Archive for July 27th, 2011
There is a Republican War on Christmas. It is now being acted out as part of the debt ceiling negotiations in Washington, D.C. and has been going on for over a generation all over America. This is an expanded version of a previous post I wrote.
The Republican War on Christmas started in 1980 with the election of Ronald Reagan. Mr. Reagan ran against a $1 trillion deficit in 1980. In 1980, we heard how many times a line of money of $1 trillion would go to and from the Moon. Mr. Reagan told us that if we cut taxes for corporations and the very rich and increased defense spending by $1.2 trillion, we could balance the budget and insure the future security of all Americans.
Mr. Reagan didn’t really mean all Americans because the Republican definition of an “American” doesn’t include union members, the Middle Class, seniors, the disabled, pregnant women (if unmarried), minorities, students, the young, infants, the poor and the unborn (unless threatened by abortion but, thereafter left to thrive or die as the “free market” decides), widows or orphans.
George H. W. Bush called Reagan’s economic plan “voodoo economics” and predicted massive deficits. Mr. Bush was right. But, that was Reagan and the Republicans’ plan. If America ran up massive national debt, future government spending would naturally have to be diminished in areas Republicans believed were “socialism” or “communism” like Medicare and Social Security.
Please let’s not forget both Medicare and Social Security were and are still attacked by Republicans and Reagan and GW Bush as “socialism,” “socialistic,” communist” and other such tommyrot. See here, here and here.
But we’re still in Afghanistan, for no good reason at all. Greg Mitchell of The Nation tells us what we should have learned and discussed about Afghanistan one year ago, in light of the Wikileaks release of classified U.S. documents regarding Afghanistan:
[The Wikileaks release] not only recounts 144 incidents in which coalition forces killed civilians over six years. But it shows just how deeply elements within the US’s supposed ally, Pakistan, have nurtured the Afghan insurgency.
. . .
The Guardian carried a tough editorial on its web site, calling the picture “disturbing” and raising doubts about ever winning this war, adding: “These war logs—written in the heat of engagement—show a conflict that is brutally messy, confused and immediate. It is in some contrast with the tidied-up and sanitized ‘public’ war, as glimpsed through official communiques as well as the necessarily limited snapshots of embedded reporting.”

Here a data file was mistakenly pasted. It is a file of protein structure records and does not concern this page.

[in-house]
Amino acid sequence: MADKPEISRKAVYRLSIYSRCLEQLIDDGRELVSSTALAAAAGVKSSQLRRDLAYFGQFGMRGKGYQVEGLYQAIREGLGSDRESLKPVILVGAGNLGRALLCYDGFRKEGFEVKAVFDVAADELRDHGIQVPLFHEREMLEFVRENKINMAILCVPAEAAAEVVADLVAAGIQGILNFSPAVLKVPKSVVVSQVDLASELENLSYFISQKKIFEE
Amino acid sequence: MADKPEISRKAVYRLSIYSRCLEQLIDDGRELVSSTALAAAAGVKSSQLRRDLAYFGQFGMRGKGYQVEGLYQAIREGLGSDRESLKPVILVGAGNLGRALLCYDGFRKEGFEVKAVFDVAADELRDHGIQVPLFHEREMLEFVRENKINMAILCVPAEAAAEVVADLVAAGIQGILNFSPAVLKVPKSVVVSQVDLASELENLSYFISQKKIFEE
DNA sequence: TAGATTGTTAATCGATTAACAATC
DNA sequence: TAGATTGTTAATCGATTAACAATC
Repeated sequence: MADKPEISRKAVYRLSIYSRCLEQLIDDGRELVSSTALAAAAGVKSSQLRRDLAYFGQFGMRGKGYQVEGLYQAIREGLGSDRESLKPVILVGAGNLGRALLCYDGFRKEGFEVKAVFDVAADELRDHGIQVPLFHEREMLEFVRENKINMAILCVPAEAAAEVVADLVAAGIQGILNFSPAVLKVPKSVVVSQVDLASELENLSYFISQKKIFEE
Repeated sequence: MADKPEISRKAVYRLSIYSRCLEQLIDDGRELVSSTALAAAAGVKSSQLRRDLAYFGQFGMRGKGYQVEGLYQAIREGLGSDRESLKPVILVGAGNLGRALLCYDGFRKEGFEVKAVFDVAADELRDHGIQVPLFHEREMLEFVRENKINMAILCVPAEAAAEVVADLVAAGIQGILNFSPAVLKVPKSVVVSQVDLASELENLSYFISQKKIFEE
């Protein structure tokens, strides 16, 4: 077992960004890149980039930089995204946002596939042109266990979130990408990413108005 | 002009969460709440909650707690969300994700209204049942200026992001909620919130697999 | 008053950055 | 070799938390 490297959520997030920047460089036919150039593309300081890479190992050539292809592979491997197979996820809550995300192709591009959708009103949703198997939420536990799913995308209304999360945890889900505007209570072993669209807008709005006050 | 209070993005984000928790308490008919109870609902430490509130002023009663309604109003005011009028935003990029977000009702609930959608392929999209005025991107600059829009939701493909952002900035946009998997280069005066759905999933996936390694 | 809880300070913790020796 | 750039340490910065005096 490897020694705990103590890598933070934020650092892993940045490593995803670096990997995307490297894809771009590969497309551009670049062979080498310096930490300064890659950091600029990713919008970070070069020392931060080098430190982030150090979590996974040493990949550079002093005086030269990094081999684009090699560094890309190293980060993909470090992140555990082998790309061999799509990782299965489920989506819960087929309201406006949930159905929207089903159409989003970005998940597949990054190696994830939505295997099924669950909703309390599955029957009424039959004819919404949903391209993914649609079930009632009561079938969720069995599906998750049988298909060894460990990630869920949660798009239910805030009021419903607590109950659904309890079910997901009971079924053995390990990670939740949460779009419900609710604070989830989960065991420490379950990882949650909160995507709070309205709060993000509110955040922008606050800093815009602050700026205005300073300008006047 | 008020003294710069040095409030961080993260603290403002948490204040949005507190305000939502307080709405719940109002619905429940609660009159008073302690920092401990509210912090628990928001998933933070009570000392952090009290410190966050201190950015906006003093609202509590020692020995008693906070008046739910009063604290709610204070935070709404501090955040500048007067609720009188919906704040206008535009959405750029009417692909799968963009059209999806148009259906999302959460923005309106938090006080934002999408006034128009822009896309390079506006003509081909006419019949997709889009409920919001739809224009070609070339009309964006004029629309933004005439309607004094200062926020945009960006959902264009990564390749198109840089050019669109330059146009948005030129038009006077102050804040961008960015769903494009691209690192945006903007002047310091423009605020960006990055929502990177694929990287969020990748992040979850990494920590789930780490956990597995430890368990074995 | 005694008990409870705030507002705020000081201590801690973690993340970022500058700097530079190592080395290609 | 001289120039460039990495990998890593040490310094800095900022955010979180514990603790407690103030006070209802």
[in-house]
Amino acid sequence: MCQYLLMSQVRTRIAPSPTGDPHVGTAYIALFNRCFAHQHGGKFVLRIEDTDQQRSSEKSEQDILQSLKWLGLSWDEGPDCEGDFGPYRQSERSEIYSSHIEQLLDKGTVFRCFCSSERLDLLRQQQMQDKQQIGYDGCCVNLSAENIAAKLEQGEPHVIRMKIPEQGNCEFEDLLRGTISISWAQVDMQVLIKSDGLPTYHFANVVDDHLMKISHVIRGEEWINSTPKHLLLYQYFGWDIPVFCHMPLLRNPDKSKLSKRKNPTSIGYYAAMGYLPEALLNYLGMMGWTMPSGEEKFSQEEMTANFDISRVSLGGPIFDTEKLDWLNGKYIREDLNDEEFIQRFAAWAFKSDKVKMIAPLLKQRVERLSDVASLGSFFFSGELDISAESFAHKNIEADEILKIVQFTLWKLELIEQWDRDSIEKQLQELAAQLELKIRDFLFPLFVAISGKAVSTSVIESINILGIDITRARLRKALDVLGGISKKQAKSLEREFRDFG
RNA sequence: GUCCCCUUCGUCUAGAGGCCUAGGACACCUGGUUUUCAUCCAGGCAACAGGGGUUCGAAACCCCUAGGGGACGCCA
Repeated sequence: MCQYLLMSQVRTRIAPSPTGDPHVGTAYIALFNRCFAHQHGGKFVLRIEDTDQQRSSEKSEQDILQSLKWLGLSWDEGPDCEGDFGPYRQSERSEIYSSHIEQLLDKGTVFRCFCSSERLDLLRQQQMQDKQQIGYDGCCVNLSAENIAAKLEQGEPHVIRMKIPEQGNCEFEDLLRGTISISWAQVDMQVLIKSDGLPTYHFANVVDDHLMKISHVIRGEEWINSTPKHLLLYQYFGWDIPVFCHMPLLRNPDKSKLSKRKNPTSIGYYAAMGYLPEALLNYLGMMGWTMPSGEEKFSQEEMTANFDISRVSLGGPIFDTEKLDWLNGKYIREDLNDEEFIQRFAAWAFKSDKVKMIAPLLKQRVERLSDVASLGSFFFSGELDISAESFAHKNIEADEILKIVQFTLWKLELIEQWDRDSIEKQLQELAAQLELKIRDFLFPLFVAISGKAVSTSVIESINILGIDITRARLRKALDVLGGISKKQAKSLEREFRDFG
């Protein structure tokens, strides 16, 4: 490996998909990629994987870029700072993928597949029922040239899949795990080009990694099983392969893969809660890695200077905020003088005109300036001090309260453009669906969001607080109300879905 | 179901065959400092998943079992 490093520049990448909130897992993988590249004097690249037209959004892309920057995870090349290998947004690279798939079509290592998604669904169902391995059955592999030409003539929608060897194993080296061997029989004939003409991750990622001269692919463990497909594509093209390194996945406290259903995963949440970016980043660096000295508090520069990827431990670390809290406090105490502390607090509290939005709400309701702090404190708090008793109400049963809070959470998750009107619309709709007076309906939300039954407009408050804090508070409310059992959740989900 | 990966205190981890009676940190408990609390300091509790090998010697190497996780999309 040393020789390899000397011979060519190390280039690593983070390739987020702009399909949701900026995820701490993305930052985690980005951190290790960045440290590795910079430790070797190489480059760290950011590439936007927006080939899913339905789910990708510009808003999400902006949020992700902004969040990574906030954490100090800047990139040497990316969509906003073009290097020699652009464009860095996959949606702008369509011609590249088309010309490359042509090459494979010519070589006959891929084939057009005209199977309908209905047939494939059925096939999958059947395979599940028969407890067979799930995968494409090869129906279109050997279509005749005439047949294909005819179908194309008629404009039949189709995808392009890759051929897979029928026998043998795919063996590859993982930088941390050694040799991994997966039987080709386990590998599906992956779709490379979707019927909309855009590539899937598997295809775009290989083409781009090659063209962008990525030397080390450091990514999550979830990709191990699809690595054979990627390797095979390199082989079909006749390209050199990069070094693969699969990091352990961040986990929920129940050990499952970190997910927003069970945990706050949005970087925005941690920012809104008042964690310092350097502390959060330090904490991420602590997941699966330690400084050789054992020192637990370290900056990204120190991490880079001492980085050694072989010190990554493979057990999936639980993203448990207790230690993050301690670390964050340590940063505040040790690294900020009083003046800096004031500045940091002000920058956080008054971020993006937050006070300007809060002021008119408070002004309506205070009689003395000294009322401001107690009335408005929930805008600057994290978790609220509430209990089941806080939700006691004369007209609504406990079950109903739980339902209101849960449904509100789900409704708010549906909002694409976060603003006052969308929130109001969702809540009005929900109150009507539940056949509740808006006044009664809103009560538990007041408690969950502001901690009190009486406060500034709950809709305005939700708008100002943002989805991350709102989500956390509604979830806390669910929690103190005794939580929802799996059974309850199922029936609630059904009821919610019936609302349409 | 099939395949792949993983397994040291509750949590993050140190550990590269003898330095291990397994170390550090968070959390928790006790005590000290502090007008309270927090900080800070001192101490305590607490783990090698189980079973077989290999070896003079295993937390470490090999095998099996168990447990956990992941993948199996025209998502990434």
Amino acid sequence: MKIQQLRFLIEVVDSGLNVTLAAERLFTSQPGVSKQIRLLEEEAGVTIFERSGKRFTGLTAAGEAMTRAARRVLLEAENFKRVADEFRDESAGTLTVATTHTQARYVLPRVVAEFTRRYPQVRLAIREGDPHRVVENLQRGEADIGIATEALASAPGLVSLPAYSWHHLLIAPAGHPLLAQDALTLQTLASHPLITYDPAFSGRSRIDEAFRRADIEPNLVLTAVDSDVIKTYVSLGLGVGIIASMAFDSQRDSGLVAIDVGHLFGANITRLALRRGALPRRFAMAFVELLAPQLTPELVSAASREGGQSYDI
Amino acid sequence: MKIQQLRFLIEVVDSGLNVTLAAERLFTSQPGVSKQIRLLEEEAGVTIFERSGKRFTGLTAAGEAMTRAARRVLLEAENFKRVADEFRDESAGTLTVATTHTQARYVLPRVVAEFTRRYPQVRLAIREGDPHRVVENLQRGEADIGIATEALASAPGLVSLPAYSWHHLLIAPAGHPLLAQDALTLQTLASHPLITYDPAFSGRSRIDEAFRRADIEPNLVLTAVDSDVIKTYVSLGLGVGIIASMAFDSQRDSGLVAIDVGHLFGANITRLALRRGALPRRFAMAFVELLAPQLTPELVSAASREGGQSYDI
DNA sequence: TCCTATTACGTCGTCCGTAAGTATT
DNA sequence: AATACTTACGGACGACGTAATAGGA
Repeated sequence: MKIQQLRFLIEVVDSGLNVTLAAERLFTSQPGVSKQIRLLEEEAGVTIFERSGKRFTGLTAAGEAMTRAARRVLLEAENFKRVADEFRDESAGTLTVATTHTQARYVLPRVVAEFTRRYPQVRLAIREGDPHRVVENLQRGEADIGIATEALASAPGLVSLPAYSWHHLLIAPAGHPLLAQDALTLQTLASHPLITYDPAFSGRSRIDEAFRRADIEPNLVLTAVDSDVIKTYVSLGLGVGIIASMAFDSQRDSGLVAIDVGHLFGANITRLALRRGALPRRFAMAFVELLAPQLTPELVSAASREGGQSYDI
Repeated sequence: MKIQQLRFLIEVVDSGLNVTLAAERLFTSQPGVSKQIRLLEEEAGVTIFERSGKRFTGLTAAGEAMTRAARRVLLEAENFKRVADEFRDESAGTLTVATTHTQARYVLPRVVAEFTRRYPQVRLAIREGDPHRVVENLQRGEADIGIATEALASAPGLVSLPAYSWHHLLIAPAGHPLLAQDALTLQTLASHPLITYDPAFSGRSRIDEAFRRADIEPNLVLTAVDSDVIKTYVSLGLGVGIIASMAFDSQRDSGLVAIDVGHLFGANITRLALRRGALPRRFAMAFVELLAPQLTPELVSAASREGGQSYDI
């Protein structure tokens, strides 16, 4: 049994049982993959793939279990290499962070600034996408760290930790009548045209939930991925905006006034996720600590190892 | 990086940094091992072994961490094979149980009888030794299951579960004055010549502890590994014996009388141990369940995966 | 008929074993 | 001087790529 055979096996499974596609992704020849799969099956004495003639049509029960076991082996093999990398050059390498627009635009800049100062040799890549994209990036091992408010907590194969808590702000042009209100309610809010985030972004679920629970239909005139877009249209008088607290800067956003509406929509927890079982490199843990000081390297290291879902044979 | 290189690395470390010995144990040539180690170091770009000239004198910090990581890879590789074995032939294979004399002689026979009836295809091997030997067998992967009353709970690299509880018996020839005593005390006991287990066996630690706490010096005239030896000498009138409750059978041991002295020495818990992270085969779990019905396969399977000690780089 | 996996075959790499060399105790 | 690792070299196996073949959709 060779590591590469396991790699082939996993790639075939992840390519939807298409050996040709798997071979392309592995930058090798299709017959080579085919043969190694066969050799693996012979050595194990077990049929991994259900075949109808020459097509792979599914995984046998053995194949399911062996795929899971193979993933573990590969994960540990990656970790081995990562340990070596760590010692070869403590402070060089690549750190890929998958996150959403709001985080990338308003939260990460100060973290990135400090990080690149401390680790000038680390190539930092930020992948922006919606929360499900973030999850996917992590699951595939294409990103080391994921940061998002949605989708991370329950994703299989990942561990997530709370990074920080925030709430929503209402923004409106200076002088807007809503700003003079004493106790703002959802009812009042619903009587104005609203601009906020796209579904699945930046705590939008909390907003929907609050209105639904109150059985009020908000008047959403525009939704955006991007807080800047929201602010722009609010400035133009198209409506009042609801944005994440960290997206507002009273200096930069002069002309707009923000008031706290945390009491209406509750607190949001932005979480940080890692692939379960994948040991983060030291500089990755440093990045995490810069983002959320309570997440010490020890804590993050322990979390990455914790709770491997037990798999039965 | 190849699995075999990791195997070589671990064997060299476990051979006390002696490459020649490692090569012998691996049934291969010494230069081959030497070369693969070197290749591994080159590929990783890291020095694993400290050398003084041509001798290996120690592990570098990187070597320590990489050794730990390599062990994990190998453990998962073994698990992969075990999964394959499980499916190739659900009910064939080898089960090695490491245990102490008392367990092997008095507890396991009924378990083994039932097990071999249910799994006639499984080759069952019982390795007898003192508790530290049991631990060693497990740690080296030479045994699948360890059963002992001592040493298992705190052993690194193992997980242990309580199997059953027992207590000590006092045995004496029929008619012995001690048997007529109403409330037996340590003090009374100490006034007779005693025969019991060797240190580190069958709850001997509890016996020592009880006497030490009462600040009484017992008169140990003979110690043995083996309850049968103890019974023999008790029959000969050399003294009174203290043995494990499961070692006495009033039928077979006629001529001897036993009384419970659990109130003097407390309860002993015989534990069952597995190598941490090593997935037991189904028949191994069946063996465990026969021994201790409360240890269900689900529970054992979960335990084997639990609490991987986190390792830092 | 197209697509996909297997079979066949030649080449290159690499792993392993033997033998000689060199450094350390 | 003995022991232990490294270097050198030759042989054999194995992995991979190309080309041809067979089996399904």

Democracy Now! reports on recent developments regarding efforts to seek Palestinian statehood:
Israel, U.S. Denounce Palestinian Statehood Bid at United Nations
The Obama administration and the Israeli government are continuing a vocal campaign to quash the Palestinian statehood bid at the United Nations. Palestinians are seeking a vote in September that would recognize an independent Palestinian state in the Occupied Territories. Speaking before the U.N. Security Council on Tuesday, Israel’s Ambassador to the United Nations Ron Prosor, as well deputy U.S. envoy Rosemary Dicarlo, offered matching positions.
Ron Prosor: “First let me state clearly, unilateral actions will not bring peace to our region. Like a false idol, the Palestinian actions at the United Nations may be superficially attractive to some, yet they distract from the true path to peace.”
Rosemary Dicarlo: “Let there be no doubt, symbolic actions to isolate Israel at the United Nations in September will not create an independent Palestinian state. The United States will not support unilateral campaigns at the United Nations in September or any other time.”
Both the House and Senate have threatened to cut off aid if Palestinians continue with their statehood bid. Also addressing the Security Council, Palestinian envoy Riyad Mansour said Israel’s refusal to end the occupation remains the lone obstacle to peace.
Riyad Mansour: We have fulfilled our responsibilities and are ready to govern ourselves. The only remaining obstacle is Israel’s 44-year military occupation.
[More . . . ]